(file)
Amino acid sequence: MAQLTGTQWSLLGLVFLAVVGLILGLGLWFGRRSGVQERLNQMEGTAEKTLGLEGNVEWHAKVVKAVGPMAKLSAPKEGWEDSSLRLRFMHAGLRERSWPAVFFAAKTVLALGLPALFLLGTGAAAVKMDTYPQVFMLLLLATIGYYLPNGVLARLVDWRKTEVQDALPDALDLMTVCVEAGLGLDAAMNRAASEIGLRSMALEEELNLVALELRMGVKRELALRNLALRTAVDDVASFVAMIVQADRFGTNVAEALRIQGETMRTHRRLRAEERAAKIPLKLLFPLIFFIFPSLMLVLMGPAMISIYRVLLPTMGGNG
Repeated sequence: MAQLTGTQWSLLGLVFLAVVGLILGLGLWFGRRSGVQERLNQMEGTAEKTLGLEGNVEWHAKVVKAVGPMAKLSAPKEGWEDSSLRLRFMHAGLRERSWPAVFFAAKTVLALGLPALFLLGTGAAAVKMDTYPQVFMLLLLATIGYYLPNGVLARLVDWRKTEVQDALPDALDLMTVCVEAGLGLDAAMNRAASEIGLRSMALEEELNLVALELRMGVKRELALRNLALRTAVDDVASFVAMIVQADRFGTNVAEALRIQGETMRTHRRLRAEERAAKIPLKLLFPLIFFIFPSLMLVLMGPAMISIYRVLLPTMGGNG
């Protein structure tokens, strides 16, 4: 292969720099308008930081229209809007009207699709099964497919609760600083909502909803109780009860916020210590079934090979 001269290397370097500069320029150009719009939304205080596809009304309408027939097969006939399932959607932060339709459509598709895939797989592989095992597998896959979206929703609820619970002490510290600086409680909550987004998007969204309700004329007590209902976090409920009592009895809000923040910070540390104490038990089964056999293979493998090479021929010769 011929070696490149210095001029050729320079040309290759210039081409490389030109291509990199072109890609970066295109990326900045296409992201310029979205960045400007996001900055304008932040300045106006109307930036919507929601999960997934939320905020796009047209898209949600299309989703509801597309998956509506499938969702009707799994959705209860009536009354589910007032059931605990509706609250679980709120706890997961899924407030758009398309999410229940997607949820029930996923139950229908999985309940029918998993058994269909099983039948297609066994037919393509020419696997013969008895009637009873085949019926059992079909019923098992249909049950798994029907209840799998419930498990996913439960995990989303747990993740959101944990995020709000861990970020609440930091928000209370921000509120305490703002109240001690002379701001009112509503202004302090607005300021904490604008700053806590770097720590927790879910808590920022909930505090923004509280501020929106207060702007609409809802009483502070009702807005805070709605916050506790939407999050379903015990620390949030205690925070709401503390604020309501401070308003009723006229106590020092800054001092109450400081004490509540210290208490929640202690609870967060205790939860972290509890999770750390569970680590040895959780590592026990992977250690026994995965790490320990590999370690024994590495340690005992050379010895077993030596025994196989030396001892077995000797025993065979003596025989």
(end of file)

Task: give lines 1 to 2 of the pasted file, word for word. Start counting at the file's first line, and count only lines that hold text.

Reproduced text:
Amino acid sequence: MAQLTGTQWSLLGLVFLAVVGLILGLGLWFGRRSGVQERLNQMEGTAEKTLGLEGNVEWHAKVVKAVGPMAKLSAPKEGWEDSSLRLRFMHAGLRERSWPAVFFAAKTVLALGLPALFLLGTGAAAVKMDTYPQVFMLLLLATIGYYLPNGVLARLVDWRKTEVQDALPDALDLMTVCVEAGLGLDAAMNRAASEIGLRSMALEEELNLVALELRMGVKRELALRNLALRTAVDDVASFVAMIVQADRFGTNVAEALRIQGETMRTHRRLRAEERAAKIPLKLLFPLIFFIFPSLMLVLMGPAMISIYRVLLPTMGGNG
Repeated sequence: MAQLTGTQWSLLGLVFLAVVGLILGLGLWFGRRSGVQERLNQMEGTAEKTLGLEGNVEWHAKVVKAVGPMAKLSAPKEGWEDSSLRLRFMHAGLRERSWPAVFFAAKTVLALGLPALFLLGTGAAAVKMDTYPQVFMLLLLATIGYYLPNGVLARLVDWRKTEVQDALPDALDLMTVCVEAGLGLDAAMNRAASEIGLRSMALEEELNLVALELRMGVKRELALRNLALRTAVDDVASFVAMIVQADRFGTNVAEALRIQGETMRTHRRLRAEERAAKIPLKLLFPLIFFIFPSLMLVLMGPAMISIYRVLLPTMGGNG